And in another Titanic link there is a memorial here to one of the ships engine crew who was lost.

With our daughter we took a trip to Liverpool to see the Western Approaches Command Museum. This underground bunker was sealed off in 1945 and only discovered again in 1991. Intact and well preserved it has been opened to the public.

On this huge map every convoy, U Boat and Maritime Bomber were plotted.

The purpose of this secret bunker was the control of all the allied convoys that crossed the Atlantic Ocean and the fight against the U Boats that threatened Britain’s vital food and material supplies which came from the New World.

The Convoy Command is in a back street

We have seen the other end of this lifeline in Nova Scotia at Halifax and Sidney and we wanted to see this museum last time we were in Liverpool, 5 years ago, but unfortunately it was closed at that time.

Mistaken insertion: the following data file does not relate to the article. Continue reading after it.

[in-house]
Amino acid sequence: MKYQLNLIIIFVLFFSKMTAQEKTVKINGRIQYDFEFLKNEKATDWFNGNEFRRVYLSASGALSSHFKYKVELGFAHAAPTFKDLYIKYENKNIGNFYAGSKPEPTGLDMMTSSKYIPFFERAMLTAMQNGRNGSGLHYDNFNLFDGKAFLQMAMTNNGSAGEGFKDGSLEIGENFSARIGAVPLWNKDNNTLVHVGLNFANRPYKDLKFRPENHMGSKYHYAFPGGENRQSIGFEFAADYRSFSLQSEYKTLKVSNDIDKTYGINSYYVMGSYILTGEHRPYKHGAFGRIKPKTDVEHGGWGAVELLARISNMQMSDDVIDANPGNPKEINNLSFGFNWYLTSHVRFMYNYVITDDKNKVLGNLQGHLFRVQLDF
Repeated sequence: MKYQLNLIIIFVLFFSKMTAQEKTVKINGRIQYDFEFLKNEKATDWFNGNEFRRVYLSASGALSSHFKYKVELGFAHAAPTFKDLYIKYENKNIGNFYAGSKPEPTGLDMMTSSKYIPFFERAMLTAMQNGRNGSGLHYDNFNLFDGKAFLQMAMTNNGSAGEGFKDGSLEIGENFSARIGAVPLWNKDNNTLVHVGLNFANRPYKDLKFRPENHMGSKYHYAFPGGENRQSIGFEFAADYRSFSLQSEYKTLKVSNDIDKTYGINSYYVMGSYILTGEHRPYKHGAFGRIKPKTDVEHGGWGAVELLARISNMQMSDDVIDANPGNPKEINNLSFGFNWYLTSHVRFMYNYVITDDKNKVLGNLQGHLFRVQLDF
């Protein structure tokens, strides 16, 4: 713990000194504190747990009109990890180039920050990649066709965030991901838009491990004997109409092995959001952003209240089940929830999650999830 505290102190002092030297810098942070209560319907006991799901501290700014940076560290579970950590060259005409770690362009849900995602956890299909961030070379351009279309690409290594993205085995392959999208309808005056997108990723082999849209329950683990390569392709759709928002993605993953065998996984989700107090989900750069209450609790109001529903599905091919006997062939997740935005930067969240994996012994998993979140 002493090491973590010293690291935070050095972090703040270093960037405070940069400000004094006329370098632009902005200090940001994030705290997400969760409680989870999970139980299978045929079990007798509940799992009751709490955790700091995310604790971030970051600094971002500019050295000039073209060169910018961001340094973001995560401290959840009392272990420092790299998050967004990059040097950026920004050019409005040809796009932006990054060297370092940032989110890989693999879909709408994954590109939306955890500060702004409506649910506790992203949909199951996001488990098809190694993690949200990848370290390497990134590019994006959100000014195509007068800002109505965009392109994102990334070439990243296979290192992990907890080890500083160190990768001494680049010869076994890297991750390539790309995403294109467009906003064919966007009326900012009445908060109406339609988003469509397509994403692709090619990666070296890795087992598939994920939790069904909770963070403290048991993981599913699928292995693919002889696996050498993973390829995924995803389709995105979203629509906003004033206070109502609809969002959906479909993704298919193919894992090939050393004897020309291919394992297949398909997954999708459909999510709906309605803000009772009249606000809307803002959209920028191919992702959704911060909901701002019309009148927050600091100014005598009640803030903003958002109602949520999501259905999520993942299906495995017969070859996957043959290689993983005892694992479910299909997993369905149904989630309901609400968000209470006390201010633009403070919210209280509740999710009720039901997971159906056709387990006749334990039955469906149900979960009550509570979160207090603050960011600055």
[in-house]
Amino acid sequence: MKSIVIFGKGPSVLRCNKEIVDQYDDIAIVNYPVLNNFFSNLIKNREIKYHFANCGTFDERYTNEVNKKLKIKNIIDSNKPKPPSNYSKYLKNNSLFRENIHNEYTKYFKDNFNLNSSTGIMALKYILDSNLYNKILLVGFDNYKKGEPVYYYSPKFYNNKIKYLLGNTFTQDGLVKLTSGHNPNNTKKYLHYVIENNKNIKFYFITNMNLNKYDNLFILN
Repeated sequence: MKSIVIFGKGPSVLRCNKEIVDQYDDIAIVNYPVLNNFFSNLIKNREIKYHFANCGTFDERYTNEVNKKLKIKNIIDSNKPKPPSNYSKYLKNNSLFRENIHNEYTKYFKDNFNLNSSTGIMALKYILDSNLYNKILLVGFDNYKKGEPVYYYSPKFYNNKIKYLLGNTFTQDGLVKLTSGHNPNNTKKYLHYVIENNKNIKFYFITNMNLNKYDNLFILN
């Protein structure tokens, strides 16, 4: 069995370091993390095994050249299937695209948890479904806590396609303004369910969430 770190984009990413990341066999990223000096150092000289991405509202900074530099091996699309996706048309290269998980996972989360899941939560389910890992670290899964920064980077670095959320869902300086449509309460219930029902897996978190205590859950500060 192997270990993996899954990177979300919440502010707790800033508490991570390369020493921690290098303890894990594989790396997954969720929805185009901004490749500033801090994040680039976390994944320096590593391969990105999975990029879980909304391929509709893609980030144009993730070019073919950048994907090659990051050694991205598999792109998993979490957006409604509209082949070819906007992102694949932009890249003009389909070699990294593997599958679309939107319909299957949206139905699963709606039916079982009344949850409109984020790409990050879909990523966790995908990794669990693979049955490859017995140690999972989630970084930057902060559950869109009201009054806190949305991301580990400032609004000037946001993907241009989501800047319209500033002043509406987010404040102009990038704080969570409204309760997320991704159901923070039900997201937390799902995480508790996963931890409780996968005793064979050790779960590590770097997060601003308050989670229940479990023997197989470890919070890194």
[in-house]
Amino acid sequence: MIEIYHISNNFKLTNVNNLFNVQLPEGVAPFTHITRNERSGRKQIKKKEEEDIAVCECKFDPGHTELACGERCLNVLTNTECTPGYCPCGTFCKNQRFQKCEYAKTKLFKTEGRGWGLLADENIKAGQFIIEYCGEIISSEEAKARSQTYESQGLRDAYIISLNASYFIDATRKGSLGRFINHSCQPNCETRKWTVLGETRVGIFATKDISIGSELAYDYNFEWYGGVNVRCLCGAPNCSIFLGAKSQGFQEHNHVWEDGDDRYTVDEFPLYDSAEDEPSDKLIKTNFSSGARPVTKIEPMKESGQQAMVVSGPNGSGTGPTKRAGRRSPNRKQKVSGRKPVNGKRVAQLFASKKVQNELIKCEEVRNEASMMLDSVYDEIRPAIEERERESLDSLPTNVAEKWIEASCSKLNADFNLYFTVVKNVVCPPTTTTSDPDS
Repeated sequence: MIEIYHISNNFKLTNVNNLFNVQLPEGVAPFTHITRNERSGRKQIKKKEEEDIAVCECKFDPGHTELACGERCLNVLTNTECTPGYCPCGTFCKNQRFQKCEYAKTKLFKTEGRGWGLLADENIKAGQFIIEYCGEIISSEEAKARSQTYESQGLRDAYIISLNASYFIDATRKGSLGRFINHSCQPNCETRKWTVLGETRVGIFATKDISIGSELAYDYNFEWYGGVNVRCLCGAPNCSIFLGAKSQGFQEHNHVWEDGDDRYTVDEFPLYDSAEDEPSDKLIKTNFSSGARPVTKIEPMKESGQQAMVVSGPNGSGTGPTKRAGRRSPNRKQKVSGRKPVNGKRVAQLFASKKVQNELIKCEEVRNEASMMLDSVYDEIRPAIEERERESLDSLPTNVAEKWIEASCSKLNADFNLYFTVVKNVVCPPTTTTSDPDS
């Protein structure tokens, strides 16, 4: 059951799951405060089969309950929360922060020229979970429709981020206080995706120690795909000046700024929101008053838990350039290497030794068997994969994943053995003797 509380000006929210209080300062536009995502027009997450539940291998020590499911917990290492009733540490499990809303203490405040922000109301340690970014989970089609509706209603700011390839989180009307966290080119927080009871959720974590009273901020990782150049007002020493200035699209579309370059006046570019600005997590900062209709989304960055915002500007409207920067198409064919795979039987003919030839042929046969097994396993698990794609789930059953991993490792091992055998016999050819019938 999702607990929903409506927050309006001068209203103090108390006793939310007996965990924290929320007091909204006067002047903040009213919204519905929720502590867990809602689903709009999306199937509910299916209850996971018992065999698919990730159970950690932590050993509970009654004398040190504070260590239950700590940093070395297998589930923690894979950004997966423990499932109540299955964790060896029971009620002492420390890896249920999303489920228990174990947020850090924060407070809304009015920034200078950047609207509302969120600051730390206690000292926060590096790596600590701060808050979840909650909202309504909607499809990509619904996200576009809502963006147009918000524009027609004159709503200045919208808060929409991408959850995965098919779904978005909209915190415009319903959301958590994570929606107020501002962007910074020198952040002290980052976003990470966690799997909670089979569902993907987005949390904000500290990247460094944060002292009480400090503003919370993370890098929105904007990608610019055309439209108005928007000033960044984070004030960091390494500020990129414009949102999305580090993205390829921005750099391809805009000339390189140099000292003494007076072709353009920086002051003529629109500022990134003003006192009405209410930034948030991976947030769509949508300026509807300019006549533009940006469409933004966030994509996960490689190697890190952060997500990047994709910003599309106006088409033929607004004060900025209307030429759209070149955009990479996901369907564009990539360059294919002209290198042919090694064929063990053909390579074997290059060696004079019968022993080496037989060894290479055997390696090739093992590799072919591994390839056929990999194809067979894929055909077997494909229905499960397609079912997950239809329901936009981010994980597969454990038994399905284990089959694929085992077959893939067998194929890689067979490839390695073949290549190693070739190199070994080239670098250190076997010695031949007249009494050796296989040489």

It was a very interesting exhibition showing the development of the convoy system and of the weapons and tactics of the U Boat hunters. The Womens Royal Naval Service (WRENS) provided 80% of the personel in the control center and in the tactical school for ships captains that was run there. One story tells of a very experienced submarine hunter who tried his skills against the school staff in a simulator. He lost contact with the submarine 3 times and expressed his wish to see the gentleman who had beaten him. He refused to believe that the young females who came forward where the real power behind the scenes!

Liverpool’s sea front was for many years the center of emigration to Canada and the USA. The big passenger ships came here and tied up at what is called “The Pier Head”.

The 3 Graces, Liver Building, Cunard Building and Port Authority Building

The tall seafront buildings are know as “The 3 graces” and they consist of the Liver Building, The Cunard Building and the Liverpool Port Authority Building. Tucked behind them and dwarfed by them is the White Star Line Building, more Titanic links, although Titanic never came to Liverpool she was registered as a Liverpool ship.

White Star Building tucked away behind.

Further down the Pier Head is Liverpool’s Titanic Memorial dedicated to the ships Engine Room staff who were in the main from Liverpool.

Liverpool's Titanic Memorial